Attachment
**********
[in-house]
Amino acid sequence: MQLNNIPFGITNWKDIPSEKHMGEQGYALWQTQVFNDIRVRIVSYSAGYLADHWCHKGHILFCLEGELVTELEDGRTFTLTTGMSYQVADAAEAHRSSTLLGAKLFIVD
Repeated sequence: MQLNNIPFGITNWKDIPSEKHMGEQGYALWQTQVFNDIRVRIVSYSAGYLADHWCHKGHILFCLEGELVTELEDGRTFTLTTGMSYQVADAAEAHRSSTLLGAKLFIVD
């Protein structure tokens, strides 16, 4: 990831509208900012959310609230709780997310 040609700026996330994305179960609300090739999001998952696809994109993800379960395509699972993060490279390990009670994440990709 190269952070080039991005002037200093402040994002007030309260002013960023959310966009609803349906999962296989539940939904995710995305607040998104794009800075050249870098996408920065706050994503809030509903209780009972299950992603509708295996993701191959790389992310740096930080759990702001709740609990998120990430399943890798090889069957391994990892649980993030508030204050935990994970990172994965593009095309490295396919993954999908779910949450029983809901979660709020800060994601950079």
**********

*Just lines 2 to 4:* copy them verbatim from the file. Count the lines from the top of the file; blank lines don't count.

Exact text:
Amino acid sequence: MQLNNIPFGITNWKDIPSEKHMGEQGYALWQTQVFNDIRVRIVSYSAGYLADHWCHKGHILFCLEGELVTELEDGRTFTLTTGMSYQVADAAEAHRSSTLLGAKLFIVD
Repeated sequence: MQLNNIPFGITNWKDIPSEKHMGEQGYALWQTQVFNDIRVRIVSYSAGYLADHWCHKGHILFCLEGELVTELEDGRTFTLTTGMSYQVADAAEAHRSSTLLGAKLFIVD
């Protein structure tokens, strides 16, 4: 990831509208900012959310609230709780997310 040609700026996330994305179960609300090739999001998952696809994109993800379960395509699972993060490279390990009670994440990709 190269952070080039991005002037200093402040994002007030309260002013960023959310966009609803349906999962296989539940939904995710995305607040998104794009800075050249870098996408920065706050994503809030509903209780009972299950992603509708295996993701191959790389992310740096930080759990702001709740609990998120990430399943890798090889069957391994990892649980993030508030204050935990994970990172994965593009095309490295396919993954999908779910949450029983809901979660709020800060994601950079």